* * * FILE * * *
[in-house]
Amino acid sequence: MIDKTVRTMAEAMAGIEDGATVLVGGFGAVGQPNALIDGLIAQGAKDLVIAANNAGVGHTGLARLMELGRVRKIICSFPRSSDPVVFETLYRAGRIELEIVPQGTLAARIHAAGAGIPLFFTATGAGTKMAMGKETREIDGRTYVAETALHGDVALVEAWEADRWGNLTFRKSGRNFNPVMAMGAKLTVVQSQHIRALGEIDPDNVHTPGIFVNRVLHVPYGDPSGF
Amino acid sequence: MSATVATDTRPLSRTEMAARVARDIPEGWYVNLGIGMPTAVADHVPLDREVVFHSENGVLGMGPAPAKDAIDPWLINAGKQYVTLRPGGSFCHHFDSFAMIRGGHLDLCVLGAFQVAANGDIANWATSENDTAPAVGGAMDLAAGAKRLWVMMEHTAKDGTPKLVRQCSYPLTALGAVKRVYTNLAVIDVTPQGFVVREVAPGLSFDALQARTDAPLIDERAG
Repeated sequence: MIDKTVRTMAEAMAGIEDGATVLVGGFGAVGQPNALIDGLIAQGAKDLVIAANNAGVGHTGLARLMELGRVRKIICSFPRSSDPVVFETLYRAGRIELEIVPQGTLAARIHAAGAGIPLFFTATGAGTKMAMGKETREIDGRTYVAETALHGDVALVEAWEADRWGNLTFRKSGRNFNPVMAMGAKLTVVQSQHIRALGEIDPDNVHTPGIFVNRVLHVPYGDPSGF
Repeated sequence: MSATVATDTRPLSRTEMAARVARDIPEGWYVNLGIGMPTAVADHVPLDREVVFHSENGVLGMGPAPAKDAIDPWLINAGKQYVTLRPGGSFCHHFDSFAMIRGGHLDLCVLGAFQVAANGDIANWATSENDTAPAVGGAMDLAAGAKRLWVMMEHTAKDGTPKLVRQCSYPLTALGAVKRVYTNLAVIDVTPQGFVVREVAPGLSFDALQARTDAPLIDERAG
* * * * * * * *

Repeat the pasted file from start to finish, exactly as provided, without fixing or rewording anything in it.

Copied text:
[in-house]
Amino acid sequence: MIDKTVRTMAEAMAGIEDGATVLVGGFGAVGQPNALIDGLIAQGAKDLVIAANNAGVGHTGLARLMELGRVRKIICSFPRSSDPVVFETLYRAGRIELEIVPQGTLAARIHAAGAGIPLFFTATGAGTKMAMGKETREIDGRTYVAETALHGDVALVEAWEADRWGNLTFRKSGRNFNPVMAMGAKLTVVQSQHIRALGEIDPDNVHTPGIFVNRVLHVPYGDPSGF
Amino acid sequence: MSATVATDTRPLSRTEMAARVARDIPEGWYVNLGIGMPTAVADHVPLDREVVFHSENGVLGMGPAPAKDAIDPWLINAGKQYVTLRPGGSFCHHFDSFAMIRGGHLDLCVLGAFQVAANGDIANWATSENDTAPAVGGAMDLAAGAKRLWVMMEHTAKDGTPKLVRQCSYPLTALGAVKRVYTNLAVIDVTPQGFVVREVAPGLSFDALQARTDAPLIDERAG
Repeated sequence: MIDKTVRTMAEAMAGIEDGATVLVGGFGAVGQPNALIDGLIAQGAKDLVIAANNAGVGHTGLARLMELGRVRKIICSFPRSSDPVVFETLYRAGRIELEIVPQGTLAARIHAAGAGIPLFFTATGAGTKMAMGKETREIDGRTYVAETALHGDVALVEAWEADRWGNLTFRKSGRNFNPVMAMGAKLTVVQSQHIRALGEIDPDNVHTPGIFVNRVLHVPYGDPSGF
Repeated sequence: MSATVATDTRPLSRTEMAARVARDIPEGWYVNLGIGMPTAVADHVPLDREVVFHSENGVLGMGPAPAKDAIDPWLINAGKQYVTLRPGGSFCHHFDSFAMIRGGHLDLCVLGAFQVAANGDIANWATSENDTAPAVGGAMDLAAGAKRLWVMMEHTAKDGTPKLVRQCSYPLTALGAVKRVYTNLAVIDVTPQGFVVREVAPGLSFDALQARTDAPLIDERAG